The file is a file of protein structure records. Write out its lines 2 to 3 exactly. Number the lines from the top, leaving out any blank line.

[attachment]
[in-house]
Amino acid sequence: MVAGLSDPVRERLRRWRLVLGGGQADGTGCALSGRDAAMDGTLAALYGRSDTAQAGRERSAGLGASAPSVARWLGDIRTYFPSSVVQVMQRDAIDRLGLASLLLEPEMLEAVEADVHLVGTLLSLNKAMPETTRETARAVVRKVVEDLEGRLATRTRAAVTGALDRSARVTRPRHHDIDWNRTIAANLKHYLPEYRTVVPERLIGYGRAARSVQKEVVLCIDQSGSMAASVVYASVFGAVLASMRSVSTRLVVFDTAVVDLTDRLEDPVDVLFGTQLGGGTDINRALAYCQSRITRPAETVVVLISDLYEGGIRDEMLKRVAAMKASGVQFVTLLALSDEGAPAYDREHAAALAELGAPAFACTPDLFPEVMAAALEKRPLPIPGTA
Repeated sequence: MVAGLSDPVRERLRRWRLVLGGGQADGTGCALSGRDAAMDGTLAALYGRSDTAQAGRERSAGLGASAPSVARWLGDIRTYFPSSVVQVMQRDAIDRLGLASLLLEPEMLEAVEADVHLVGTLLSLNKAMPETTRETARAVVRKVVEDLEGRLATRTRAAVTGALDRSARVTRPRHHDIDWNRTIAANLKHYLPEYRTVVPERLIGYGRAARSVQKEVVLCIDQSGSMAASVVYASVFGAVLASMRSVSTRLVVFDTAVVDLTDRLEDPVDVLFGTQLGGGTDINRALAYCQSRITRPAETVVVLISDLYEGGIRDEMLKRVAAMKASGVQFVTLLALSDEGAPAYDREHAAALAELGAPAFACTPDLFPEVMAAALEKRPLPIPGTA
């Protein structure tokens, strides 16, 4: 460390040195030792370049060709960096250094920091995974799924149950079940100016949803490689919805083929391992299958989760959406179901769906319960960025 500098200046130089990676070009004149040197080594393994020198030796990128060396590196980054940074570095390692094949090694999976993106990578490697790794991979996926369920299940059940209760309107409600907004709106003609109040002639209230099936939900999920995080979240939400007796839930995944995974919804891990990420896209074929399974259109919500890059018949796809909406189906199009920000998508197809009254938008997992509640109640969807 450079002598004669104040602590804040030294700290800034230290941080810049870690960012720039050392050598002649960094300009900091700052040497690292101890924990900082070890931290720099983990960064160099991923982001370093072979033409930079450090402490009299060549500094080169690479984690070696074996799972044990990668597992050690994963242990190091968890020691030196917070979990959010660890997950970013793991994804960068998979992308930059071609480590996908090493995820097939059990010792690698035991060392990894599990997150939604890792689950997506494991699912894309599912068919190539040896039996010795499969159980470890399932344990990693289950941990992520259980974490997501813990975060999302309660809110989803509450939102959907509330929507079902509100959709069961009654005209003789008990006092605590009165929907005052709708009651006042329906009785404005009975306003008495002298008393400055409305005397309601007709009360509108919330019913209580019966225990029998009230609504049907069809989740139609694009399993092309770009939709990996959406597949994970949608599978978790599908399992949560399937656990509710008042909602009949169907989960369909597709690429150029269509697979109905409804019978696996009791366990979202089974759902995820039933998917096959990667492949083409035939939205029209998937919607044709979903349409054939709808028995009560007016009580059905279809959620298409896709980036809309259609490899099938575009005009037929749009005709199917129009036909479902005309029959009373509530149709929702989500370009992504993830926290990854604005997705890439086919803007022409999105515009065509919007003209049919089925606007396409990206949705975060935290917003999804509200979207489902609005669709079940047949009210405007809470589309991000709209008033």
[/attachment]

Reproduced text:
Amino acid sequence: MVAGLSDPVRERLRRWRLVLGGGQADGTGCALSGRDAAMDGTLAALYGRSDTAQAGRERSAGLGASAPSVARWLGDIRTYFPSSVVQVMQRDAIDRLGLASLLLEPEMLEAVEADVHLVGTLLSLNKAMPETTRETARAVVRKVVEDLEGRLATRTRAAVTGALDRSARVTRPRHHDIDWNRTIAANLKHYLPEYRTVVPERLIGYGRAARSVQKEVVLCIDQSGSMAASVVYASVFGAVLASMRSVSTRLVVFDTAVVDLTDRLEDPVDVLFGTQLGGGTDINRALAYCQSRITRPAETVVVLISDLYEGGIRDEMLKRVAAMKASGVQFVTLLALSDEGAPAYDREHAAALAELGAPAFACTPDLFPEVMAAALEKRPLPIPGTA
Repeated sequence: MVAGLSDPVRERLRRWRLVLGGGQADGTGCALSGRDAAMDGTLAALYGRSDTAQAGRERSAGLGASAPSVARWLGDIRTYFPSSVVQVMQRDAIDRLGLASLLLEPEMLEAVEADVHLVGTLLSLNKAMPETTRETARAVVRKVVEDLEGRLATRTRAAVTGALDRSARVTRPRHHDIDWNRTIAANLKHYLPEYRTVVPERLIGYGRAARSVQKEVVLCIDQSGSMAASVVYASVFGAVLASMRSVSTRLVVFDTAVVDLTDRLEDPVDVLFGTQLGGGTDINRALAYCQSRITRPAETVVVLISDLYEGGIRDEMLKRVAAMKASGVQFVTLLALSDEGAPAYDREHAAALAELGAPAFACTPDLFPEVMAAALEKRPLPIPGTA